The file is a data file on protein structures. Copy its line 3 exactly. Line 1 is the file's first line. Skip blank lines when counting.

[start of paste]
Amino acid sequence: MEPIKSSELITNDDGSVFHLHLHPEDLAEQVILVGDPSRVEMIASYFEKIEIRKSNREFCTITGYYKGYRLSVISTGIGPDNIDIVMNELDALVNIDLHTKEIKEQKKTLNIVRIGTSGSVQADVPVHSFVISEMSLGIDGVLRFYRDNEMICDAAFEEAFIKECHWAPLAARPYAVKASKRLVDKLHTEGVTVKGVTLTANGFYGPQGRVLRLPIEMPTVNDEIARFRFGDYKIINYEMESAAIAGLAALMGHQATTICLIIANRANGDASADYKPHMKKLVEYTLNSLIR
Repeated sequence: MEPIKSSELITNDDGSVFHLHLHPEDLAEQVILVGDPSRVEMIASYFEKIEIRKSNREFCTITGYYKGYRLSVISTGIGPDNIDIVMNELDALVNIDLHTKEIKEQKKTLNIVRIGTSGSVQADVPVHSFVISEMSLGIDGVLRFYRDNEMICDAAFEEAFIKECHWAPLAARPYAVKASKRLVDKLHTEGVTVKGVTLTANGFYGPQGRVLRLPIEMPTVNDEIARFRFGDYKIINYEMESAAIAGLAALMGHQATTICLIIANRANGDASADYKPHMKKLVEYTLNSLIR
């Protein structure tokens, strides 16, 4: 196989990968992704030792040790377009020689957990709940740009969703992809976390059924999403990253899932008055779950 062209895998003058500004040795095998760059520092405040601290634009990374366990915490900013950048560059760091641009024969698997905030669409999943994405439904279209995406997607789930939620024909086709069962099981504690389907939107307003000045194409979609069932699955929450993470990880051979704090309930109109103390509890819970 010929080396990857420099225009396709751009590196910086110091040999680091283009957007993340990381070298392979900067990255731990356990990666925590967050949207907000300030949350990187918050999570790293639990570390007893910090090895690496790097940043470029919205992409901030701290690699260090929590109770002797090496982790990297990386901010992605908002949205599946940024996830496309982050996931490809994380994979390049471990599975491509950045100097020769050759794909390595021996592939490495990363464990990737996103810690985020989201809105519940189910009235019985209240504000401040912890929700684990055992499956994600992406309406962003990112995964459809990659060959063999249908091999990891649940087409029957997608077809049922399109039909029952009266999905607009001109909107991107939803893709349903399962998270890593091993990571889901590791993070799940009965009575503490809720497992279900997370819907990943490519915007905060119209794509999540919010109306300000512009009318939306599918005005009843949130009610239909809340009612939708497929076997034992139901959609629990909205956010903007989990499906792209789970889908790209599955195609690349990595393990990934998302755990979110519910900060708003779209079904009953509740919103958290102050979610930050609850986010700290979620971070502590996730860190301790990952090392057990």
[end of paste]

């Protein structure tokens, strides 16, 4: 196989990968992704030792040790377009020689957990709940740009969703992809976390059924999403990253899932008055779950 062209895998003058500004040795095998760059520092405040601290634009990374366990915490900013950048560059760091641009024969698997905030669409999943994405439904279209995406997607789930939620024909086709069962099981504690389907939107307003000045194409979609069932699955929450993470990880051979704090309930109109103390509890819970 010929080396990857420099225009396709751009590196910086110091040999680091283009957007993340990381070298392979900067990255731990356990990666925590967050949207907000300030949350990187918050999570790293639990570390007893910090090895690496790097940043470029919205992409901030701290690699260090929590109770002797090496982790990297990386901010992605908002949205599946940024996830496309982050996931490809994380994979390049471990599975491509950045100097020769050759794909390595021996592939490495990363464990990737996103810690985020989201809105519940189910009235019985209240504000401040912890929700684990055992499956994600992406309406962003990112995964459809990659060959063999249908091999990891649940087409029957997608077809049922399109039909029952009266999905607009001109909107991107939803893709349903399962998270890593091993990571889901590791993070799940009965009575503490809720497992279900997370819907990943490519915007905060119209794509999540919010109306300000512009009318939306599918005005009843949130009610239909809340009612939708497929076997034992139901959609629990909205956010903007989990499906792209789970889908790209599955195609690349990595393990990934998302755990979110519910900060708003779209079904009953509740919103958290102050979610930050609850986010700290979620971070502590996730860190301790990952090392057990």